A rare sighting at the state Capitol: Black inkby John Kennedy | September 12th, 2012
With Florida’s tax collections on the rise and several rounds of spending cuts having sharply shrunk services, state lawmakers should see something they haven’t eyed in more than five years:
Amy Baker, coordinator of the Legisature’s Office of Economic and Demographic Research, told a legislative panel Wednesday that revenue should outstrip spending next year by just over $71.3 million — even when lawmakers tuck away $1 billion in reserves.
“We are on track and things are moving as we expect them to move at this point,” Baker told the Legislative Budget Commission.
A year ago, Baker gave the panel a similar optimistic forecast – but included some cautions that ultimately came true. At the time, consumer confidence was darkening — unlike the current mood — and Florida’s revenues eventually crumbled in subsequent months.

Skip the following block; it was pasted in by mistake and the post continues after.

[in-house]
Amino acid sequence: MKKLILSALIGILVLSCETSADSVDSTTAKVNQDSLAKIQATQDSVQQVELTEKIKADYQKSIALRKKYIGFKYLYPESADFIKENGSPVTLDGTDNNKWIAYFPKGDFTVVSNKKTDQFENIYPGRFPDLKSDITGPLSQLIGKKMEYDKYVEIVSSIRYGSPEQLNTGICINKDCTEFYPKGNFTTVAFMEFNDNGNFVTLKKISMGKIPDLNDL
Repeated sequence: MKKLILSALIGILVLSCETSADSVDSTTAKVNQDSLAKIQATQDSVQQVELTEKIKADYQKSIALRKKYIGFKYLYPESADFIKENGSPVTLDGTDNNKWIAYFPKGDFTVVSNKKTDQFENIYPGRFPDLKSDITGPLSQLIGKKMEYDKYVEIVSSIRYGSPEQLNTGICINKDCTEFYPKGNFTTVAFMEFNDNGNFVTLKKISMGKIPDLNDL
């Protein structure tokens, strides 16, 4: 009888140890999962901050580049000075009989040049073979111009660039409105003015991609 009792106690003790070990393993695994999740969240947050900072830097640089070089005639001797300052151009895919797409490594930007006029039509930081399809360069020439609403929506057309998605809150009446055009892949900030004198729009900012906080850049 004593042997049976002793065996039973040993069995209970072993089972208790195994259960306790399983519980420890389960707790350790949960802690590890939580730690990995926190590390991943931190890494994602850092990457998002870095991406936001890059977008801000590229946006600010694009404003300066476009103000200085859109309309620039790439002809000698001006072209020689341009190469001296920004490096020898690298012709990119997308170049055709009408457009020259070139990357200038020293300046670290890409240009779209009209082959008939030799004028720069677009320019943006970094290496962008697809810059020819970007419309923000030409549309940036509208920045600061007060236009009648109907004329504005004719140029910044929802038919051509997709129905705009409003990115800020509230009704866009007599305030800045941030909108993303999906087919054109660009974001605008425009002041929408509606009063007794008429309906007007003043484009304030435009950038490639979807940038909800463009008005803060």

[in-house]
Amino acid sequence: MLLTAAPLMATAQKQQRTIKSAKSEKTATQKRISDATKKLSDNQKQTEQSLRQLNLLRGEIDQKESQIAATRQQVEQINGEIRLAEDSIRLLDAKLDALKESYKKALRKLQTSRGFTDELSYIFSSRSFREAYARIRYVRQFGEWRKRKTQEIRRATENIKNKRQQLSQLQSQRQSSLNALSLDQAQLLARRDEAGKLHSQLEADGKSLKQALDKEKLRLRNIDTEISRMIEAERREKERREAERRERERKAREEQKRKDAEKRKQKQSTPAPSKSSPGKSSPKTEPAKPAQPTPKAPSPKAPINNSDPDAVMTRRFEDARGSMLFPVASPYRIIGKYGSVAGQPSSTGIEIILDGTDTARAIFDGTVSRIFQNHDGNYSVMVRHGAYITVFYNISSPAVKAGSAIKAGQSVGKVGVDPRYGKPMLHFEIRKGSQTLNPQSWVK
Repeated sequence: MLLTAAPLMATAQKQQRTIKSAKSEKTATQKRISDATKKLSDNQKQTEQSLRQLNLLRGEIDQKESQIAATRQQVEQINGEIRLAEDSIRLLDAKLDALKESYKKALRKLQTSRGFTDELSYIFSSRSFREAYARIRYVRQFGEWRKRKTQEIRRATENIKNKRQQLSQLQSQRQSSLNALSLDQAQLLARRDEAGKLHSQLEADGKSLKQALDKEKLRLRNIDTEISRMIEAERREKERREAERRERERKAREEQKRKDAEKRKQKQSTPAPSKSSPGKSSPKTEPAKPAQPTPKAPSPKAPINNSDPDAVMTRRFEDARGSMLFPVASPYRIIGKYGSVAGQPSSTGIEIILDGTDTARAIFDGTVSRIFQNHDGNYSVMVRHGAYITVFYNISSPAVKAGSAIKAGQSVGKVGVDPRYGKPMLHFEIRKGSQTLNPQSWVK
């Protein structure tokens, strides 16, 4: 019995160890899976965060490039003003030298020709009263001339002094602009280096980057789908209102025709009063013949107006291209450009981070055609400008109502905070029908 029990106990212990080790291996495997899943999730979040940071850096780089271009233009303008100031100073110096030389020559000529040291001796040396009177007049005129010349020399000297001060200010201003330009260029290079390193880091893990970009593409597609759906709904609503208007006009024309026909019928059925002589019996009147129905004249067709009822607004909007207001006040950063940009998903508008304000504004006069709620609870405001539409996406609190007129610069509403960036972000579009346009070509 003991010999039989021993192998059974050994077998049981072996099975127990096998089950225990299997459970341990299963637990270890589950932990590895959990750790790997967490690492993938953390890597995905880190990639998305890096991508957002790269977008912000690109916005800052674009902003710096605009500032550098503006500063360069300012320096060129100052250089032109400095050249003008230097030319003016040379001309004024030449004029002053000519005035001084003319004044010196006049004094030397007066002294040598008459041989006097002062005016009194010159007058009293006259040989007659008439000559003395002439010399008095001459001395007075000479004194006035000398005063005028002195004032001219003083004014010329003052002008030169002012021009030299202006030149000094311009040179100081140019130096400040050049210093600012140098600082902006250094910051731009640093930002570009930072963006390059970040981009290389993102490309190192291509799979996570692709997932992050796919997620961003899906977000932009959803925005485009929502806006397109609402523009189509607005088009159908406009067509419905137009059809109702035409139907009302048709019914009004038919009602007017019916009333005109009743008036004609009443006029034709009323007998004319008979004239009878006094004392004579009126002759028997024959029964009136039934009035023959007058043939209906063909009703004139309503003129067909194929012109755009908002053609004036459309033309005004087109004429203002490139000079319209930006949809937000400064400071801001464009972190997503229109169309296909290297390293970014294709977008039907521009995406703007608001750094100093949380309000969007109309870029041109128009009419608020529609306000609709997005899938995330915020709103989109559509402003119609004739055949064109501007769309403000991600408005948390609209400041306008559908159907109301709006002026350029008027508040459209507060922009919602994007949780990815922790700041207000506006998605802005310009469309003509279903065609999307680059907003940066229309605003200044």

Lawmakers entered last session with more than a $1 billion budget gap — and more cuts ensued.
Plenty of uncertainties remain, Baker said. But so far numbers show the state, “consistently in good shape.”
After cutting millions from the state budget when the recession hardened in 2007, lawmakers have dealt with shortfalls each of the past five years through program cuts and layoffs of thousands of workers across state and local governments.
The Legislature, however, has also sought to squirrel away dollars when they could – and completed the current year $69.9 billion budget with an additional $1 billion in reserves, a level that lawmakers have said they want to maintain.
Senate Budget Chairman J.D. Alexander, R-Lake Wales, who has guided much of the budget-cutting of recent years and will leave office in November, said Baker’s report was good to hear. But he added that sizing up the state of Florida’s economy, “We’re not out of the woods yet.”